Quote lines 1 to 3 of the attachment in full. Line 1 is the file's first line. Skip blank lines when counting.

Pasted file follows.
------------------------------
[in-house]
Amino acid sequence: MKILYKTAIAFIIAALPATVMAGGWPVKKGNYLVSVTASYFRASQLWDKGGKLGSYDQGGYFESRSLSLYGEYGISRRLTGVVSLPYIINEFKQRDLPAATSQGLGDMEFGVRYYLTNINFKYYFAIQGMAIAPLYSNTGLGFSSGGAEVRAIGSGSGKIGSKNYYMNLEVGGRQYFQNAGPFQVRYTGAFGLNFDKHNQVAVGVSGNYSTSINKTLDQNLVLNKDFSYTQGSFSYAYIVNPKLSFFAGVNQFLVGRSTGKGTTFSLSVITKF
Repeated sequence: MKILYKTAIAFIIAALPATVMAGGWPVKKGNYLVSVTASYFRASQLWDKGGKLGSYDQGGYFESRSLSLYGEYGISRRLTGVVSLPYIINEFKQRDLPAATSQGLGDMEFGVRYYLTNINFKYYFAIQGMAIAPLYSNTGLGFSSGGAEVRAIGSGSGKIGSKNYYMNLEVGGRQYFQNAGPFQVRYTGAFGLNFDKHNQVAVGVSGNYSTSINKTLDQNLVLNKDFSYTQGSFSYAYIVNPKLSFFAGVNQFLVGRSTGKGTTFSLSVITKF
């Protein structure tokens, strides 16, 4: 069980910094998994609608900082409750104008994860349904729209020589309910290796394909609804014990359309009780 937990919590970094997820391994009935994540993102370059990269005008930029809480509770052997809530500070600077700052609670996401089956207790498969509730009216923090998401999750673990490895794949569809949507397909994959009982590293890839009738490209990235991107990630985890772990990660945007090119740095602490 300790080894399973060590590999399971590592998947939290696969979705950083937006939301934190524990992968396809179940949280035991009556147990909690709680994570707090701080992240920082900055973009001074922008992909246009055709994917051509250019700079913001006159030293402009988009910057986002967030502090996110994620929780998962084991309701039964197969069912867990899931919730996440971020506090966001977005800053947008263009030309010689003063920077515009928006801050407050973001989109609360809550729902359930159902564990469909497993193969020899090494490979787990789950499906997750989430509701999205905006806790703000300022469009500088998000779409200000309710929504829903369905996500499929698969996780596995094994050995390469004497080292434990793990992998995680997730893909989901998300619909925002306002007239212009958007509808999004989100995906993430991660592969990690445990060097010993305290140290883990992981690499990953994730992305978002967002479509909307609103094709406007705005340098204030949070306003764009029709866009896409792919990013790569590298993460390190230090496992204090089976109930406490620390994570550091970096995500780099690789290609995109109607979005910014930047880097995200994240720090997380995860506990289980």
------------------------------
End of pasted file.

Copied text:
[in-house]
Amino acid sequence: MKILYKTAIAFIIAALPATVMAGGWPVKKGNYLVSVTASYFRASQLWDKGGKLGSYDQGGYFESRSLSLYGEYGISRRLTGVVSLPYIINEFKQRDLPAATSQGLGDMEFGVRYYLTNINFKYYFAIQGMAIAPLYSNTGLGFSSGGAEVRAIGSGSGKIGSKNYYMNLEVGGRQYFQNAGPFQVRYTGAFGLNFDKHNQVAVGVSGNYSTSINKTLDQNLVLNKDFSYTQGSFSYAYIVNPKLSFFAGVNQFLVGRSTGKGTTFSLSVITKF
Repeated sequence: MKILYKTAIAFIIAALPATVMAGGWPVKKGNYLVSVTASYFRASQLWDKGGKLGSYDQGGYFESRSLSLYGEYGISRRLTGVVSLPYIINEFKQRDLPAATSQGLGDMEFGVRYYLTNINFKYYFAIQGMAIAPLYSNTGLGFSSGGAEVRAIGSGSGKIGSKNYYMNLEVGGRQYFQNAGPFQVRYTGAFGLNFDKHNQVAVGVSGNYSTSINKTLDQNLVLNKDFSYTQGSFSYAYIVNPKLSFFAGVNQFLVGRSTGKGTTFSLSVITKF